Every year, in January, I compile a list of all the Dead Cars I've seen along the highways over the last calendar year. If you want to see a copy, send an SASE and I'll mail it. This year will be the 22nd annual list, going back to when I lived in Massachusetts in 1969. It lists every car according to their manufacturer, and sometimes by type.
For example, I try to keep the GMC cars separate from the Fords or the Chryslers, but I can't possibly segregate the Chevys from the Buicks - for all I know, they have the same engine anyhow.
I do separate the Volkswagens from the Saabs, which was my original intention. Back in 1969, I was trying to show some of my buddies that the Saabs of that era were less reliable than VWs, even though the Saab engines had "only 7 moving parts." I found that there were lots of dead or abandoned Volkswagens along the roads, but there were also quite a few dead Saabs. It seemed that there were more Saabs than one would expect from the number of Saabs on the road. Over the years, I kept on listing all of the cars I saw, dead or abandoned, foreign or domestic.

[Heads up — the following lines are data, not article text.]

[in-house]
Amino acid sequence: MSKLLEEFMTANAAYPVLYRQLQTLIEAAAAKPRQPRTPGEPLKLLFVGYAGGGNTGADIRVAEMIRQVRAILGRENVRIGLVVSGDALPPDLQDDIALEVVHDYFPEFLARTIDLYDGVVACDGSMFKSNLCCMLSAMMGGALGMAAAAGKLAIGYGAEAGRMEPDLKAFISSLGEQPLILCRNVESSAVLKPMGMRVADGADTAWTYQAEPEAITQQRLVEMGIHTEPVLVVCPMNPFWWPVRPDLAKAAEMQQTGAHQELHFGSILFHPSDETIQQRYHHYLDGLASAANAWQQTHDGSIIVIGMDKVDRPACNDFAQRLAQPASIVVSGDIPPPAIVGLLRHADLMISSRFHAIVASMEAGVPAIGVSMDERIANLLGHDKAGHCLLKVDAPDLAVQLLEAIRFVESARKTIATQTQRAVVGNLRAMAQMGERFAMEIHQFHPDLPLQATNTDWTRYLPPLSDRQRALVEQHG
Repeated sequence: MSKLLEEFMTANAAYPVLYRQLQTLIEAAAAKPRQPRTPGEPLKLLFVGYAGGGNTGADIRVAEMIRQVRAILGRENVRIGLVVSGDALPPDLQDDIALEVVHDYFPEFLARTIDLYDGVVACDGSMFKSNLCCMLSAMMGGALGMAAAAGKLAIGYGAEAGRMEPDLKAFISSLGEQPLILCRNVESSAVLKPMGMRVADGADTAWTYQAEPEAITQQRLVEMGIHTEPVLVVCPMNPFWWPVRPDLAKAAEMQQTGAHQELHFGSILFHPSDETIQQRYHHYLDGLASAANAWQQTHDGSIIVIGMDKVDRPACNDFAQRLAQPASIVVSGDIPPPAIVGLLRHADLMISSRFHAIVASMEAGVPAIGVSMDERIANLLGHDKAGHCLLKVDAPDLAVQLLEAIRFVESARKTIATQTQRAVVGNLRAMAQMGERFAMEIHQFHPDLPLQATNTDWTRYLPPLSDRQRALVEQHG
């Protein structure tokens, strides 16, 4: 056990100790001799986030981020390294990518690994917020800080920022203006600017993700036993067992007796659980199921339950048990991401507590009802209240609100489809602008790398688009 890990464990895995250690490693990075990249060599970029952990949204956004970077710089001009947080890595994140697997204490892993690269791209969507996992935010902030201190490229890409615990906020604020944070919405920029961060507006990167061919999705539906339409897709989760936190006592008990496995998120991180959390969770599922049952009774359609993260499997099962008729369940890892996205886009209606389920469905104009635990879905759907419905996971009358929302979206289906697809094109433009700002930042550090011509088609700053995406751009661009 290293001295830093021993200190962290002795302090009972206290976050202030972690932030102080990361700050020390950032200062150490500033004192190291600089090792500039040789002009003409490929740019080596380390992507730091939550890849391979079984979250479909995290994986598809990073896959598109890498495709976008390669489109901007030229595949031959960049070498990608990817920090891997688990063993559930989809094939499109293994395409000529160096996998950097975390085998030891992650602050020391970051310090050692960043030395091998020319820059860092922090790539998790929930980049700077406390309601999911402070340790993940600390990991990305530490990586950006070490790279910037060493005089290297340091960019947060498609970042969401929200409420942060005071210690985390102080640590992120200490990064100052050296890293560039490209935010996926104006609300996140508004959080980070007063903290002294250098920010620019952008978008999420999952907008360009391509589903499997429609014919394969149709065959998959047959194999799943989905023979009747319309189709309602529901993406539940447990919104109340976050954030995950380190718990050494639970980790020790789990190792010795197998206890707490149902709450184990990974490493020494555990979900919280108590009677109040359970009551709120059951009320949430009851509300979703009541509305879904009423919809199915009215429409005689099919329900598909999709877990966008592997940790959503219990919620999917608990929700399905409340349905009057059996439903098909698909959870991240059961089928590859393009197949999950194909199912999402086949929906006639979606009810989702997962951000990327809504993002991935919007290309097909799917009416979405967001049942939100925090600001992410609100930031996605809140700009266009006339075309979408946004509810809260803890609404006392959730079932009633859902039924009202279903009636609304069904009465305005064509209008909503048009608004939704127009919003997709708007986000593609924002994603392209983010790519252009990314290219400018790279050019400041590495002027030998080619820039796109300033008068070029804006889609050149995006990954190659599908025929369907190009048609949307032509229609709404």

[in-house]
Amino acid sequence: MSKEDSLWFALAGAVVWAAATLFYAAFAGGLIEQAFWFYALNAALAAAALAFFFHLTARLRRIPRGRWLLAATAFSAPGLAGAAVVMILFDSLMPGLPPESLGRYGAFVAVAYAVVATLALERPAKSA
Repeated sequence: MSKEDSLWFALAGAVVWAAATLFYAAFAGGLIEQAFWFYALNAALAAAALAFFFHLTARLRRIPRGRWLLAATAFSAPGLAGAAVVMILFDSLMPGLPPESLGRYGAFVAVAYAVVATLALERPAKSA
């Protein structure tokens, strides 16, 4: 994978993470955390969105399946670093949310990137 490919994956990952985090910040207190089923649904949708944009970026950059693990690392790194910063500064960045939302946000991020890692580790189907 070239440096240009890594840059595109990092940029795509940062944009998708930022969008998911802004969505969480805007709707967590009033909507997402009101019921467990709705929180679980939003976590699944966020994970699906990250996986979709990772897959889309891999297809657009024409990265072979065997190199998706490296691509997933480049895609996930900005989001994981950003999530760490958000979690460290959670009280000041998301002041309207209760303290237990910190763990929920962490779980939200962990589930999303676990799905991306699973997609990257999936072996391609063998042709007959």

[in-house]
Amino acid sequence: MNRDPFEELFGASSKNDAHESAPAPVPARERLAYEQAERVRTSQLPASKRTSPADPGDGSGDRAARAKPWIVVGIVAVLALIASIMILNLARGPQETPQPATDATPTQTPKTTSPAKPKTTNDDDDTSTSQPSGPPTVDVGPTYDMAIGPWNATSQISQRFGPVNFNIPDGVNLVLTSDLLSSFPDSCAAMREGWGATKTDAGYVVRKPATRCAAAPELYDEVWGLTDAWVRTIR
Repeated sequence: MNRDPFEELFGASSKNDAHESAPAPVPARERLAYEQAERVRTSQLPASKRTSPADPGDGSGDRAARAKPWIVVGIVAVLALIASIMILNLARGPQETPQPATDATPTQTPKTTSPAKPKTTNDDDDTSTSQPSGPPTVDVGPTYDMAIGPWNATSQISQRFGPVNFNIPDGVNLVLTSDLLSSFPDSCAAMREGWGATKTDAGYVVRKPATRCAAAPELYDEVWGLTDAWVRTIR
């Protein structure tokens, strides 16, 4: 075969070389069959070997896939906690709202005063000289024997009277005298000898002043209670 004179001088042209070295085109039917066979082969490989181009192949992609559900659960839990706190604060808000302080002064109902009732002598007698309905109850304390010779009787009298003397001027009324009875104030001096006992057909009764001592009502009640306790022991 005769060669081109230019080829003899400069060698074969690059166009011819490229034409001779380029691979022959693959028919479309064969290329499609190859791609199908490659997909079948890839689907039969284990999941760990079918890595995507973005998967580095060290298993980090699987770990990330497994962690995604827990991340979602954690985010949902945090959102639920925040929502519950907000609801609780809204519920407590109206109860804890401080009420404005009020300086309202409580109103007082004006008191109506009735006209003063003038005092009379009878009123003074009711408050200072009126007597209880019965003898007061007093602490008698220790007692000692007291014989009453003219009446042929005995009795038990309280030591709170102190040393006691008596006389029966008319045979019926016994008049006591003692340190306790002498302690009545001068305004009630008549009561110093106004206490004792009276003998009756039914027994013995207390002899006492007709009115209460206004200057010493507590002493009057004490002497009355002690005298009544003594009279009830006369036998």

Now, what's the significance of these lists? Do they prove that one car is more reliable than another? No, not really, because even though you could tell how many cars are registered in any state, that doesn't tell you the number being driven. But I have had a lot of fun keeping notes on the Dead Cars. And my friends find it amusing to look at these lists.
Just the other day, I was writing down the data for one dead Mercedes Benz and one abandoned Ford with a flat tire. My passenger asked, "You mean, every time you see an abandoned car, you write down a note?" I replied, "Sure... doesn't everybody?..."